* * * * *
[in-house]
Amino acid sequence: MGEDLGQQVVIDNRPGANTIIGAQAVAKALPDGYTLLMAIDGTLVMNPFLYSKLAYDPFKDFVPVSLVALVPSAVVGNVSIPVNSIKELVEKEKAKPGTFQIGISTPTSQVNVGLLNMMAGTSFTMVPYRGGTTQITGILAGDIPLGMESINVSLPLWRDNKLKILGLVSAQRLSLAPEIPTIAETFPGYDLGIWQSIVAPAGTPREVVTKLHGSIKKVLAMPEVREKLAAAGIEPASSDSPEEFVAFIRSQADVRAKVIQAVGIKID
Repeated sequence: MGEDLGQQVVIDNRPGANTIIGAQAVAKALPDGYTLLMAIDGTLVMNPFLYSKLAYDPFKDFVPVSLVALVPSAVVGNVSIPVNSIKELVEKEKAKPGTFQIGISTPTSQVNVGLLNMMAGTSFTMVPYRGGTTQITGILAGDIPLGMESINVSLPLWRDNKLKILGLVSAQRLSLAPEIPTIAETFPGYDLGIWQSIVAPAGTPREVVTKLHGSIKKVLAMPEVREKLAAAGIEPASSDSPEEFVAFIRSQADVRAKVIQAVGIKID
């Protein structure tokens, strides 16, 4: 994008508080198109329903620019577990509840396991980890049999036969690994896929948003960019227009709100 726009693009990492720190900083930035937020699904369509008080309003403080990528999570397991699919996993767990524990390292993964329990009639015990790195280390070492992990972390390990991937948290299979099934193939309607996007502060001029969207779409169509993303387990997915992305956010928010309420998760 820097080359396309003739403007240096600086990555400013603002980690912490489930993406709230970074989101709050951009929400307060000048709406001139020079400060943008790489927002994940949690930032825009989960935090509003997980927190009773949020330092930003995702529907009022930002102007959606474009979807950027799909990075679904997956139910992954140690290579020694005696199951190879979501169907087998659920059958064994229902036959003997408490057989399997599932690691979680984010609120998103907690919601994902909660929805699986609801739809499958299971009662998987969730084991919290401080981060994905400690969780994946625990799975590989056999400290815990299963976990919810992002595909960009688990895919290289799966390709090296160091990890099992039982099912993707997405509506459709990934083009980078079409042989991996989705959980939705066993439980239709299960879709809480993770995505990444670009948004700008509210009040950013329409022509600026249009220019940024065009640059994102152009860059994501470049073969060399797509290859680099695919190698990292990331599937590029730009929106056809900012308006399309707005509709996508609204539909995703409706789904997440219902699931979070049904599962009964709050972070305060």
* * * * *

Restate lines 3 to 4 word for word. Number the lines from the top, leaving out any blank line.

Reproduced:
Repeated sequence: MGEDLGQQVVIDNRPGANTIIGAQAVAKALPDGYTLLMAIDGTLVMNPFLYSKLAYDPFKDFVPVSLVALVPSAVVGNVSIPVNSIKELVEKEKAKPGTFQIGISTPTSQVNVGLLNMMAGTSFTMVPYRGGTTQITGILAGDIPLGMESINVSLPLWRDNKLKILGLVSAQRLSLAPEIPTIAETFPGYDLGIWQSIVAPAGTPREVVTKLHGSIKKVLAMPEVREKLAAAGIEPASSDSPEEFVAFIRSQADVRAKVIQAVGIKID
């Protein structure tokens, strides 16, 4: 994008508080198109329903620019577990509840396991980890049999036969690994896929948003960019227009709100 726009693009990492720190900083930035937020699904369509008080309003403080990528999570397991699919996993767990524990390292993964329990009639015990790195280390070492992990972390390990991937948290299979099934193939309607996007502060001029969207779409169509993303387990997915992305956010928010309420998760 820097080359396309003739403007240096600086990555400013603002980690912490489930993406709230970074989101709050951009929400307060000048709406001139020079400060943008790489927002994940949690930032825009989960935090509003997980927190009773949020330092930003995702529907009022930002102007959606474009979807950027799909990075679904997956139910992954140690290579020694005696199951190879979501169907087998659920059958064994229902036959003997408490057989399997599932690691979680984010609120998103907690919601994902909660929805699986609801739809499958299971009662998987969730084991919290401080981060994905400690969780994946625990799975590989056999400290815990299963976990919810992002595909960009688990895919290289799966390709090296160091990890099992039982099912993707997405509506459709990934083009980078079409042989991996989705959980939705066993439980239709299960879709809480993770995505990444670009948004700008509210009040950013329409022509600026249009220019940024065009640059994102152009860059994501470049073969060399797509290859680099695919190698990292990331599937590029730009929106056809900012308006399309707005509709996508609204539909995703409706789904997440219902699931979070049904599962009964709050972070305060």